The question isn't do I need one today, it's what can I do today to ensure that my site is at the forefront as and when the client's preference for sourcing their accountant shifts - It will happen

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By andrew.hyde
08th Aug 2014 11:04

Is a decent website important to get clients ?

Apparently an indecent website works even better.

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By Chris08
08th Aug 2014 16:10

Yes from me

I believe a decent website is entirely necessary

Do not expect hundreds of referrals from it, but when your name is referred to someone, it gives them some where to look you up (and be impressed or put off)  before they call.

Personally, any clients I get through Google or the website I consider a bonus and not the main reason for the site.

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By Jim100
08th Aug 2014 18:40

summarise

A website is like visiting your home.  If it is messy and untidy then your guests may not visit again.  If its nice then perhaps they will come around again.

To summarise a website can help in the following ways

1) Credibility

2) Image

3) Branding

4) Information on practice

5) Accounting and Tax News

6) Pick up the odd client

7) Testimonals

8) Newsletter signup

I think a decent website gives a good impression of the practice. A poor one perhaps could do a disservice.  

I don't expect my website to pick up new business through google but like to think when potential client meets me and then visits my website that it gives an favourable impression about me and my business. 

I do agree it will not likely to pick up business immediately but after a few years as the website increases ranking it could potentially pick up clients 

Just surprised how many websites I visited have not invested in their websites and some have stayed the same since 2003.  Some of the mistakes were elementary like narrow screen, terrible bright colours,  different fonts, poor layout, , unable to locate contact information etc

 

 

 

 

 

 

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By plummy1
10th Aug 2014 23:24

We get business from our website although we do have more of a niche interest in one particular area of taxation. Many people do not want to pick up the phone and talk to people in the first instance but prefer to do their research on-line and they will form an opinion based on a website.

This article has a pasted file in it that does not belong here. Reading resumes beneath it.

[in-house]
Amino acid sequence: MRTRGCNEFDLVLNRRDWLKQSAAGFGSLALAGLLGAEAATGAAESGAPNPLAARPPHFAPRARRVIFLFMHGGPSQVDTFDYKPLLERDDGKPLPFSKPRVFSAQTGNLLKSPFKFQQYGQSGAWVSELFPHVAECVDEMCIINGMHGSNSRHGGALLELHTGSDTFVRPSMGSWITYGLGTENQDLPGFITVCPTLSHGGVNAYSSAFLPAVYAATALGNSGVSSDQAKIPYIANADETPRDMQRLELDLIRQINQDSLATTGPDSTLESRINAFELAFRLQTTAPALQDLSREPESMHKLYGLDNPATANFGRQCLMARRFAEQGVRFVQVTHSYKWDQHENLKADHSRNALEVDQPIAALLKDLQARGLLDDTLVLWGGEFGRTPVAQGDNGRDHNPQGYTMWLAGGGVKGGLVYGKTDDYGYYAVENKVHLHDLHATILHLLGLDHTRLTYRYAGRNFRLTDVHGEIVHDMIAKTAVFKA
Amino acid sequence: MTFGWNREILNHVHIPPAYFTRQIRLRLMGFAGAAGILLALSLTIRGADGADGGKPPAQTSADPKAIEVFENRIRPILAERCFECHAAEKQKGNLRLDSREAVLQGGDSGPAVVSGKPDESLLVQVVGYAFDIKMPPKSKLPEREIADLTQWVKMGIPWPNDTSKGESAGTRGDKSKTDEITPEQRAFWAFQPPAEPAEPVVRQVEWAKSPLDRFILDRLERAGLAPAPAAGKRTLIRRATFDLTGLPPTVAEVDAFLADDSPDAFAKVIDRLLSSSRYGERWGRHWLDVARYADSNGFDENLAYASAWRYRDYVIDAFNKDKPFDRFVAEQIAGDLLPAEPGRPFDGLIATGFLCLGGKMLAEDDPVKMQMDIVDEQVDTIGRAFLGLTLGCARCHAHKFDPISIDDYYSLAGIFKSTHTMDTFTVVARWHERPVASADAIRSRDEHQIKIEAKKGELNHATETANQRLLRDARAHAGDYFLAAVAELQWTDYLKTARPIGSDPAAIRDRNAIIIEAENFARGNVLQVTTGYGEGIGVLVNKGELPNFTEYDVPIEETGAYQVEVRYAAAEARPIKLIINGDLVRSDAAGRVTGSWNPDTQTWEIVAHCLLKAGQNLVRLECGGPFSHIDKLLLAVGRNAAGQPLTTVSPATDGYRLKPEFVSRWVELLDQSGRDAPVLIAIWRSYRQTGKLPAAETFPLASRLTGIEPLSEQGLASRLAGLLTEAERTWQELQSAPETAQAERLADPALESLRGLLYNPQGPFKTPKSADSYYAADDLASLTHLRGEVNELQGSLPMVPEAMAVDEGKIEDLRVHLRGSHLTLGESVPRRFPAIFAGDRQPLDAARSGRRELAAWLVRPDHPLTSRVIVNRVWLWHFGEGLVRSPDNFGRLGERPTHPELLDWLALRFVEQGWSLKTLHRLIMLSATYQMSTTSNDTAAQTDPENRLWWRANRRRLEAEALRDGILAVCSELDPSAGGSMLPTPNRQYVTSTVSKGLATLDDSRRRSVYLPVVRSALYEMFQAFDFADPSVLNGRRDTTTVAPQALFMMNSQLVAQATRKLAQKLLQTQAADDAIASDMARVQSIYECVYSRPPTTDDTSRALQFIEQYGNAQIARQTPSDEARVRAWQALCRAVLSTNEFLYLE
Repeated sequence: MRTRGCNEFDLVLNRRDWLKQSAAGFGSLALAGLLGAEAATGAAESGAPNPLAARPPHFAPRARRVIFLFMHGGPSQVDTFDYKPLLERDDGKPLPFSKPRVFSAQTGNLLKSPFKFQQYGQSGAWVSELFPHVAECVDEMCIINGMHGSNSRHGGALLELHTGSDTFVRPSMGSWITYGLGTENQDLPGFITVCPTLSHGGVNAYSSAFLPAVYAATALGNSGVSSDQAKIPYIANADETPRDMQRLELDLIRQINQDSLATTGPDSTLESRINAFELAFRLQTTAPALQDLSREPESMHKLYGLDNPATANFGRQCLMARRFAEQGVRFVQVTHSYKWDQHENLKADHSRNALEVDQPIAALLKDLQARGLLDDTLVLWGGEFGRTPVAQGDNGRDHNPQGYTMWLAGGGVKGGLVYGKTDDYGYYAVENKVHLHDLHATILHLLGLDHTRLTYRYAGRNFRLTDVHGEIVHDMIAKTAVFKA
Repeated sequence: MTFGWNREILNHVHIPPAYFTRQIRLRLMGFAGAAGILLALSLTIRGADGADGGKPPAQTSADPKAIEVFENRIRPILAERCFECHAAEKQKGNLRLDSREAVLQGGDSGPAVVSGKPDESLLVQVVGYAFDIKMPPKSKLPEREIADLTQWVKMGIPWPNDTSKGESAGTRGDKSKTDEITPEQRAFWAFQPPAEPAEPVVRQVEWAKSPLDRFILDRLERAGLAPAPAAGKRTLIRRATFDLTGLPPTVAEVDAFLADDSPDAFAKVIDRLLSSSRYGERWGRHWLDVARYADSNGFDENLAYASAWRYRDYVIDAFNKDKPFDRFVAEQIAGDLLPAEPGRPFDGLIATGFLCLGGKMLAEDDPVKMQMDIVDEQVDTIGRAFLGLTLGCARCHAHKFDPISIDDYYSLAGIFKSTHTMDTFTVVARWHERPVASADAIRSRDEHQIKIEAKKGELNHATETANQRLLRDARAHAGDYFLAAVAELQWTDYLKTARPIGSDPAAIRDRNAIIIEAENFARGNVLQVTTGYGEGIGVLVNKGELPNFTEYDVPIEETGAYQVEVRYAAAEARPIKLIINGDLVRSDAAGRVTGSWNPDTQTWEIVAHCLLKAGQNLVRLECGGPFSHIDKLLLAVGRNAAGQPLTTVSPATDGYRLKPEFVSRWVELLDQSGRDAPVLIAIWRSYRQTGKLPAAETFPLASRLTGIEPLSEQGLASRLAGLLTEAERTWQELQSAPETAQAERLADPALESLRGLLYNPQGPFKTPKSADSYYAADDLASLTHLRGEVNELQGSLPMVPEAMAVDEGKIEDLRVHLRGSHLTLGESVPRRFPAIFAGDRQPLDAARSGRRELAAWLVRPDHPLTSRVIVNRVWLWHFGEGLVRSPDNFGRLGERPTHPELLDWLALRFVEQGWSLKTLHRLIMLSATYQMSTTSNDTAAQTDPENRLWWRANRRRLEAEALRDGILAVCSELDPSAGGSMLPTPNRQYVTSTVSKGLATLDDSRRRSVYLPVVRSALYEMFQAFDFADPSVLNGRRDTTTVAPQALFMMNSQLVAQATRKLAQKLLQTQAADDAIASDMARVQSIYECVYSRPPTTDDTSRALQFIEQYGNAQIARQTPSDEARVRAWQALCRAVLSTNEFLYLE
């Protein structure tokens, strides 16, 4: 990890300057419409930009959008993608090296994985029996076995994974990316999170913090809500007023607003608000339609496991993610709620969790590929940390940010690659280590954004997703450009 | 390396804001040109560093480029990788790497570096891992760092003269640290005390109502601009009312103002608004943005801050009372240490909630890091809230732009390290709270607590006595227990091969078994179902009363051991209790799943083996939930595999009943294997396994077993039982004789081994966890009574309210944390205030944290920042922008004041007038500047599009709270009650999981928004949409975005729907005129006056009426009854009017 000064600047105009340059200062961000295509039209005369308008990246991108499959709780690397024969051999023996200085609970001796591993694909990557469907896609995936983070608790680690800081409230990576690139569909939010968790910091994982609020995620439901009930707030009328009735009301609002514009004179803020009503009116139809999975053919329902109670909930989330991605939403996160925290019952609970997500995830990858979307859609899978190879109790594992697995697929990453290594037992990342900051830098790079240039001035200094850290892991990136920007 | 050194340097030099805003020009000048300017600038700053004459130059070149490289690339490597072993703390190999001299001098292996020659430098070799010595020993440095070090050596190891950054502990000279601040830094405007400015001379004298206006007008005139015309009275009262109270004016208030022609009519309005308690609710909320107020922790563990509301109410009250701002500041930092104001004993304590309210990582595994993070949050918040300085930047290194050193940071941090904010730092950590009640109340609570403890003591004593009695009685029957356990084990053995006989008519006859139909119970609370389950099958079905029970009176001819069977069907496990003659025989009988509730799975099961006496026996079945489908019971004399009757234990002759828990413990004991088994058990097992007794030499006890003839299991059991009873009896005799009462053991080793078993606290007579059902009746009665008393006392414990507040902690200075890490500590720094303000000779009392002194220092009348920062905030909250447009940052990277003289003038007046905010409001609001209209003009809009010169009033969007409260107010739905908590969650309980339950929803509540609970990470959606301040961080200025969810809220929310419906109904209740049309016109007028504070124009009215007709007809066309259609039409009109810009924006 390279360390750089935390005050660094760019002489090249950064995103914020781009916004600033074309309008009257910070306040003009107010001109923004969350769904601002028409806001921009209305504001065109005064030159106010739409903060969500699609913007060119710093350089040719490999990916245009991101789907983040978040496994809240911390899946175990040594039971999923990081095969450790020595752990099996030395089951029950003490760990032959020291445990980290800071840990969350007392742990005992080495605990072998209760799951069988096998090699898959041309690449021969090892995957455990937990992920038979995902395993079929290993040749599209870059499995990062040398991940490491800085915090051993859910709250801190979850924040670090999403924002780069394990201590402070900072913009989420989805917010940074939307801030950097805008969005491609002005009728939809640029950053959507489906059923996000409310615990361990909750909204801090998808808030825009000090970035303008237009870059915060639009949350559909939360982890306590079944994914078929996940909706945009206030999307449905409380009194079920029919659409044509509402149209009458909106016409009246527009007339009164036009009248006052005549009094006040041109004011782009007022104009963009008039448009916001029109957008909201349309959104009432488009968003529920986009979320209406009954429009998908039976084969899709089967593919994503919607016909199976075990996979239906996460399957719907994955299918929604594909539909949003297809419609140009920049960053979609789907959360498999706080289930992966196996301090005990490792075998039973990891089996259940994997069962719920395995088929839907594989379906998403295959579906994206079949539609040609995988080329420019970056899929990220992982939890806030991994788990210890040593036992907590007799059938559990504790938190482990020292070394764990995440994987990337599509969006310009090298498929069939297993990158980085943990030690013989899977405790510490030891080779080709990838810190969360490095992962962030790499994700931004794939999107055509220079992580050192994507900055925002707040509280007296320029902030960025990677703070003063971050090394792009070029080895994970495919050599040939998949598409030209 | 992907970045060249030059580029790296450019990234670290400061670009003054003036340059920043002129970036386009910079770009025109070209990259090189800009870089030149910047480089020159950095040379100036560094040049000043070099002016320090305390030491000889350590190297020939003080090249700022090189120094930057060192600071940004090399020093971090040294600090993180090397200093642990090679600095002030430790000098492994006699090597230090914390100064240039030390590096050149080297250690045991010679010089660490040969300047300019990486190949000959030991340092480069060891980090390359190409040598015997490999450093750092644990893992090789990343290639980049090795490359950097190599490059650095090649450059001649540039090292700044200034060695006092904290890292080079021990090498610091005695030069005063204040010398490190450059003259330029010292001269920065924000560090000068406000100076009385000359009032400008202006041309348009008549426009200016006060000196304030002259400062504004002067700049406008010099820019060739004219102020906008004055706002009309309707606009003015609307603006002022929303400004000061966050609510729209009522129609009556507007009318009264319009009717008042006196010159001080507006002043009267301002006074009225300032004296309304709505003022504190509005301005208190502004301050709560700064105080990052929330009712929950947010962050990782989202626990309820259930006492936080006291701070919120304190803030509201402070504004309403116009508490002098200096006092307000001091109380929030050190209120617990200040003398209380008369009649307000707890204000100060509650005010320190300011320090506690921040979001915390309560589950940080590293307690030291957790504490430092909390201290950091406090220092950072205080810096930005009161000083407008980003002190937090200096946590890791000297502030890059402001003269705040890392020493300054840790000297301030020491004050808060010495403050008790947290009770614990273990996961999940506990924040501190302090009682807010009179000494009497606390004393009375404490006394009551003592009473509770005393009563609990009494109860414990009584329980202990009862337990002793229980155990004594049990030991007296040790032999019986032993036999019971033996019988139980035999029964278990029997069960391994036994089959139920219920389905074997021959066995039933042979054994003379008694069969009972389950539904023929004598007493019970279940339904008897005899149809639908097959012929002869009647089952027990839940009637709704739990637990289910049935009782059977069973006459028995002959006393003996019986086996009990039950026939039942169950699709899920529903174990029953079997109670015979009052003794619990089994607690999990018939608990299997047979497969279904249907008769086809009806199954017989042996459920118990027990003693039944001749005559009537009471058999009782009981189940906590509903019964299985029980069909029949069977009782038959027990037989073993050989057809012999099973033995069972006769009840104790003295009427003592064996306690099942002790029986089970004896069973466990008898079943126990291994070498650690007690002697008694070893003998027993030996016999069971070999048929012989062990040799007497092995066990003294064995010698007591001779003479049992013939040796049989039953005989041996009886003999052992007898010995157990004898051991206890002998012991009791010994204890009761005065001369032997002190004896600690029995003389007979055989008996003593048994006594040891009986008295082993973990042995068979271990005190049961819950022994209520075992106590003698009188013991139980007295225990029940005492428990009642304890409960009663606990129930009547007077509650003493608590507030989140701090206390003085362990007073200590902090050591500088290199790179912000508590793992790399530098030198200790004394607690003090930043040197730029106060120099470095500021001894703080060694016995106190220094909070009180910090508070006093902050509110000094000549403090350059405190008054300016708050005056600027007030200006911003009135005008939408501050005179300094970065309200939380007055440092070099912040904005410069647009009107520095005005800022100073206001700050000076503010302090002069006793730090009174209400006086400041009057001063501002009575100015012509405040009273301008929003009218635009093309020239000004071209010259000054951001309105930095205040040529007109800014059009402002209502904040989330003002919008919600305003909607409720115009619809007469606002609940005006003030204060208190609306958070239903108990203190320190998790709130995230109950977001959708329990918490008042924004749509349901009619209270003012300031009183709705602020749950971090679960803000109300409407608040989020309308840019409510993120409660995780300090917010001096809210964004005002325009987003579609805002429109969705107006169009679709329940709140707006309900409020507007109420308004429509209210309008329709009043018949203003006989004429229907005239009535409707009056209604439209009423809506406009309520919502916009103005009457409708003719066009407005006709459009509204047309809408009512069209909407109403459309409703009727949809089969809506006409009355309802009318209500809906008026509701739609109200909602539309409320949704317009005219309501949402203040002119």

Of the accountancy websites I have seen, which are quite a few, I would say that the good ones do stand out because the majority are (in my opinion) poor. Also from a demographics point of view the working population will become even more internet focussed not less so hence why I think a decent website will become more important not less.

Lastly SEO is much easier than it used to be because of platforms like Wordpress offering SEO plugins and there are also lots of articles on the web which can also help you. Other programmes which measure your websites performance for you such as Traffic Travis are also invaluable.

 

 

 

 

 

 

 

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Replying to nodrogbir:
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By Jim100
11th Aug 2014 14:13

good points

plummy1 wrote:

We get business from our website although we do have more of a niche interest in one particular area of taxation. Many people do not want to pick up the phone and talk to people in the first instance but prefer to do their research on-line and they will form an opinion based on a website.

Of the accountancy websites I have seen, which are quite a few, I would say that the good ones do stand out because the majority are (in my opinion) poor. Also from a demographics point of view the working population will become even more internet focussed not less so hence why I think a decent website will become more important not less.

Lastly SEO is much easier than it used to be because of platforms like Wordpress offering SEO plugins and there are also lots of articles on the web which can also help you. Other programmes which measure your websites performance for you such as Traffic Travis are also invaluable.